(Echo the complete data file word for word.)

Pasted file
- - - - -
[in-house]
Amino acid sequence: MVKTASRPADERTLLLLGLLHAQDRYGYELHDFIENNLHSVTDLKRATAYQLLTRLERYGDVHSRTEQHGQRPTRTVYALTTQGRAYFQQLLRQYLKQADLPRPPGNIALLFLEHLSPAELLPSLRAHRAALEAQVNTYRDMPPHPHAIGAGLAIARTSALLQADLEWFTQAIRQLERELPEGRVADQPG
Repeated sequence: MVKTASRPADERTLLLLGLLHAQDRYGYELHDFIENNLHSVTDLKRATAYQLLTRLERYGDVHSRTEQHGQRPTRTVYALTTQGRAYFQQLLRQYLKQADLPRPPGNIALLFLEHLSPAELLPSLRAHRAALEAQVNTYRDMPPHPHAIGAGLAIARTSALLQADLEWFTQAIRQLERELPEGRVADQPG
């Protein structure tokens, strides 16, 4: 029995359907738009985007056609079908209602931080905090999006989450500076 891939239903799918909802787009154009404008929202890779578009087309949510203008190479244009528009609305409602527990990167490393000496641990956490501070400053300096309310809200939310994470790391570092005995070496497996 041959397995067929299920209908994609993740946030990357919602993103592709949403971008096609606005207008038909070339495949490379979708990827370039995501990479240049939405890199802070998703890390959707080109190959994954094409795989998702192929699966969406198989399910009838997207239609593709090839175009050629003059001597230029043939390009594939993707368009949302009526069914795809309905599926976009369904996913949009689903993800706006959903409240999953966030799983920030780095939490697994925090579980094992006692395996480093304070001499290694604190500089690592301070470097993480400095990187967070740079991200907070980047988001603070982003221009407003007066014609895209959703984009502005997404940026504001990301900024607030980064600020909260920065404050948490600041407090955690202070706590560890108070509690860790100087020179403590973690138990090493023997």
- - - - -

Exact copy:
[in-house]
Amino acid sequence: MVKTASRPADERTLLLLGLLHAQDRYGYELHDFIENNLHSVTDLKRATAYQLLTRLERYGDVHSRTEQHGQRPTRTVYALTTQGRAYFQQLLRQYLKQADLPRPPGNIALLFLEHLSPAELLPSLRAHRAALEAQVNTYRDMPPHPHAIGAGLAIARTSALLQADLEWFTQAIRQLERELPEGRVADQPG
Repeated sequence: MVKTASRPADERTLLLLGLLHAQDRYGYELHDFIENNLHSVTDLKRATAYQLLTRLERYGDVHSRTEQHGQRPTRTVYALTTQGRAYFQQLLRQYLKQADLPRPPGNIALLFLEHLSPAELLPSLRAHRAALEAQVNTYRDMPPHPHAIGAGLAIARTSALLQADLEWFTQAIRQLERELPEGRVADQPG
């Protein structure tokens, strides 16, 4: 029995359907738009985007056609079908209602931080905090999006989450500076 891939239903799918909802787009154009404008929202890779578009087309949510203008190479244009528009609305409602527990990167490393000496641990956490501070400053300096309310809200939310994470790391570092005995070496497996 041959397995067929299920209908994609993740946030990357919602993103592709949403971008096609606005207008038909070339495949490379979708990827370039995501990479240049939405890199802070998703890390959707080109190959994954094409795989998702192929699966969406198989399910009838997207239609593709090839175009050629003059001597230029043939390009594939993707368009949302009526069914795809309905599926976009369904996913949009689903993800706006959903409240999953966030799983920030780095939490697994925090579980094992006692395996480093304070001499290694604190500089690592301070470097993480400095990187967070740079991200907070980047988001603070982003221009407003007066014609895209959703984009502005997404940026504001990301900024607030980064600020909260920065404050948490600041407090955690202070706590560890108070509690860790100087020179403590973690138990090493023997």